Corn. Yeah, it really is that good.

Poor corn.  So faithful.  So forgotten.

For generations, corn has been a staple for whole civilizations of people.  Today, however, not many people toot its horn.  Let me change that for just a minute.

One of the most well-known benefits of corn is its huge fiber content.  It has so much fiber that it is really difficult to digest.  A single ear of corn (medium size, about 7″ long) has 3g of dietary fiber.  One cup of corn has 14.3% of the daily needs of fiber.  The insoluble fiber found in corn is great for working on (and preventing) digestive issues like constipation and hemorrhoids.

Anyone who has eaten corn knows how hard it is to digest and has experienced its benefits but did you know that corn also has the following benefits?

  • Corn is a good source of Vitamin C and manganese.  These are both well-know antioxidants that help protect many of the body’s systems and its cells.
  • More recently, corn’s phytonutrients have been documented to be good antioxidants and also to help reduce the risk of heart disease and other cardiovascular problems.
  • Some of the phytonutrients found in corn include beta-carotene and lutein, both of which help keep our eyes healthy.
  • Corn is a low-calorie food that still has enough fiber to actually makes you feel full.  One ear of corn has only 77 calories.
  • Corn is also a good source of folic acid.  The importance of folic acid (especially for pregnant women) was discussed in more detail in a previous post.
  • Surprisingly, there is a decent amount of protein found in corn, with a single ear having 3g.  The best part of the protein found in corn is that it is high quality with a great amino acid score of 83.
    • Let’s see if I can explain the amino acid score without putting anyone to sleep.
    • Protein is made up of amino acids.  The body breaks protein down into its amino acids in order to use them.  There are 9 essential amino acids, or amino acids that the body can’t produce on its own so we have to get them from our diet.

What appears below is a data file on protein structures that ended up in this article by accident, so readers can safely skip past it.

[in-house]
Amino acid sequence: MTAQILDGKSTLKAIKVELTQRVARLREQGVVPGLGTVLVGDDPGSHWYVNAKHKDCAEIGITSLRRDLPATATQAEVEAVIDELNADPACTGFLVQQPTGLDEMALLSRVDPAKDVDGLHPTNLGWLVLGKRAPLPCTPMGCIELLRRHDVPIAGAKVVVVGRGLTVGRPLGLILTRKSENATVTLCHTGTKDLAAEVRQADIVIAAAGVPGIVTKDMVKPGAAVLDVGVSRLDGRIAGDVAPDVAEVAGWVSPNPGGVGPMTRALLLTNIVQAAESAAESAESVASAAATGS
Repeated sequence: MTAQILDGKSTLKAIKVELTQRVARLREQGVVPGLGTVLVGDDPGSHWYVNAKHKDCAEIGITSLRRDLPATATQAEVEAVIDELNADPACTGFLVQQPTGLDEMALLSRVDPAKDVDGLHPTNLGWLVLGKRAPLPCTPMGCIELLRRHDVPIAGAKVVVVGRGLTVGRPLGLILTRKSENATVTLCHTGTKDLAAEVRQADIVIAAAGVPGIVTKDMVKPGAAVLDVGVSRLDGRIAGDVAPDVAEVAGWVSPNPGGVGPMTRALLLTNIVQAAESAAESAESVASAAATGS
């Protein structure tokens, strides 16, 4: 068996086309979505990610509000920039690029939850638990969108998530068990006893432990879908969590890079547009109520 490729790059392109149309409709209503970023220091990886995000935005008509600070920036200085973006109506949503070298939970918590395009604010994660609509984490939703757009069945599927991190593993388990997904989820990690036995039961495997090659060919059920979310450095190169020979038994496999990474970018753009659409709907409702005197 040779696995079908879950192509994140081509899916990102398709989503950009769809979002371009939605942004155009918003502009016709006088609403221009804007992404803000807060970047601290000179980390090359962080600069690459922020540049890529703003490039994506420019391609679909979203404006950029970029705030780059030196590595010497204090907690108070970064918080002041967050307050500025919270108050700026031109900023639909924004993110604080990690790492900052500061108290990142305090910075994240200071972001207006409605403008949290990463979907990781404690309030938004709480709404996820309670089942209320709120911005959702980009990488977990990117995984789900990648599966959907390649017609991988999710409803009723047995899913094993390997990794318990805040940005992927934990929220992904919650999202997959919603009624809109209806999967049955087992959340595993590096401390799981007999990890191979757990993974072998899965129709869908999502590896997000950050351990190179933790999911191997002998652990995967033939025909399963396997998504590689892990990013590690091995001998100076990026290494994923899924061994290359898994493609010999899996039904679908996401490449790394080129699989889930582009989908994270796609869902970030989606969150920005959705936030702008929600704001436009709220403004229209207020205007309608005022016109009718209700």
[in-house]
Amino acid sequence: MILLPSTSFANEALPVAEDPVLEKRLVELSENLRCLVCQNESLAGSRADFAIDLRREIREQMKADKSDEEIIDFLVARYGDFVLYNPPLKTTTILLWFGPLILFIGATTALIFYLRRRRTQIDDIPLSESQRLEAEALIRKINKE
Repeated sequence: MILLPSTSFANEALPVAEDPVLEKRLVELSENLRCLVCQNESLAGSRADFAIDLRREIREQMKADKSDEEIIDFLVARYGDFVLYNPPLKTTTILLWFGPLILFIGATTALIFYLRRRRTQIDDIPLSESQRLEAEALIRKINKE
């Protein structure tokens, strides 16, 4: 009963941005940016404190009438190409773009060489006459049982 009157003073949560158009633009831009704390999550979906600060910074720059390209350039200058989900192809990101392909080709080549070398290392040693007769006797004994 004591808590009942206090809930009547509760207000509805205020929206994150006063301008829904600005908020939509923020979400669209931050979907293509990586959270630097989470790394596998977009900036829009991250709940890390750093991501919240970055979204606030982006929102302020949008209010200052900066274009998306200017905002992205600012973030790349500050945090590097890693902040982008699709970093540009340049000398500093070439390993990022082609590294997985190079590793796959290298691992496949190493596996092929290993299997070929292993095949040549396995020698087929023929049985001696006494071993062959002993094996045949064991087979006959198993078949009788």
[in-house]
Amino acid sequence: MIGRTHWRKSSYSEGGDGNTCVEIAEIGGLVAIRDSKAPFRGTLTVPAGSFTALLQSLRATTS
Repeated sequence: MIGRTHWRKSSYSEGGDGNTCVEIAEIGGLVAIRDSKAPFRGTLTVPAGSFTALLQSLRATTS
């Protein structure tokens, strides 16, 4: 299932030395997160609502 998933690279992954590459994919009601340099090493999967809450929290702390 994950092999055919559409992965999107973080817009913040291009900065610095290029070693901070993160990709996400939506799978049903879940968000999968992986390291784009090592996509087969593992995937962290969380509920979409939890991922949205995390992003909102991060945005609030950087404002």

• Amino acids can only be used by our bodies in specific proportions.  If you have 100% of 8 amino acids but only have 50% of the 9th, the body will only use 50% of each of the amino acids.  This is a simplification, I’m sure, but you get the point.
    • The amino acid score is a number (from 0 – 100) that tells you how proportionately balanced the amino acid in that food is.  By comparison, a sirloin, which is considered a great protein source, has an amino acid score of 94.
    • In other words, corn is a good source of good protein.
  • The high fiber and good protein quality in corn help regulate how quickly it passes through the digestive system.  This benefits blood sugar by regulating the uptake of sugar from the digestive tract into the blood stream.  This makes corn great for diabetics and anyone trying to control blood sugar.
  • Corn just tastes good.

There are many reasons corn is a great staple for our dinner tables.  If you haven’t had the pleasure of eating some delicious corn lately, look up your favorite recipe and have some tonight.

And, of course, with so many amazing health benefits, you know you can find corn in Dee’s Cereal.  You can read a little more about corn and the rest of the ingredients found in Dee’s Cereal on our nutrition page at http://deescereal.com/nutrition/.

Remember, the choices you make determine the life you live

Sources that weren’t knowledge gained from classes, past reading, and life experience: http://www.whfoods.com/genpage.php?tname=foodspice&dbid=90http://home.howstuffworks.com/corn3.htmhttp://nutritiondata.self.com/

 

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